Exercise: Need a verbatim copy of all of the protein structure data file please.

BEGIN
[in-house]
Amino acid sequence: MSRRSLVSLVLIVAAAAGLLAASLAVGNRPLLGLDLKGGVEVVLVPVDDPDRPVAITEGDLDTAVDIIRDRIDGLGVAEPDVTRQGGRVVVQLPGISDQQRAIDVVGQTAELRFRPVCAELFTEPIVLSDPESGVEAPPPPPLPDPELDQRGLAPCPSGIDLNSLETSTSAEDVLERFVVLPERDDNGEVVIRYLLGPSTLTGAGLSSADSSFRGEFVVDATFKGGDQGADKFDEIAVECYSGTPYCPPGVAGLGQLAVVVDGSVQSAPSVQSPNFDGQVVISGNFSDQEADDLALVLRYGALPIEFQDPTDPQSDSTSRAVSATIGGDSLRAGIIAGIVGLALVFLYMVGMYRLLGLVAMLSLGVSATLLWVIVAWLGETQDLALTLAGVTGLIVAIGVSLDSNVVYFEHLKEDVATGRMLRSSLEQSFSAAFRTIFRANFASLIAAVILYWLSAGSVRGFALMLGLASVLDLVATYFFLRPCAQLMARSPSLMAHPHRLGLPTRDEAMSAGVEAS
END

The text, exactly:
[in-house]
Amino acid sequence: MSRRSLVSLVLIVAAAAGLLAASLAVGNRPLLGLDLKGGVEVVLVPVDDPDRPVAITEGDLDTAVDIIRDRIDGLGVAEPDVTRQGGRVVVQLPGISDQQRAIDVVGQTAELRFRPVCAELFTEPIVLSDPESGVEAPPPPPLPDPELDQRGLAPCPSGIDLNSLETSTSAEDVLERFVVLPERDDNGEVVIRYLLGPSTLTGAGLSSADSSFRGEFVVDATFKGGDQGADKFDEIAVECYSGTPYCPPGVAGLGQLAVVVDGSVQSAPSVQSPNFDGQVVISGNFSDQEADDLALVLRYGALPIEFQDPTDPQSDSTSRAVSATIGGDSLRAGIIAGIVGLALVFLYMVGMYRLLGLVAMLSLGVSATLLWVIVAWLGETQDLALTLAGVTGLIVAIGVSLDSNVVYFEHLKEDVATGRMLRSSLEQSFSAAFRTIFRANFASLIAAVILYWLSAGSVRGFALMLGLASVLDLVATYFFLRPCAQLMARSPSLMAHPHRLGLPTRDEAMSAGVEAS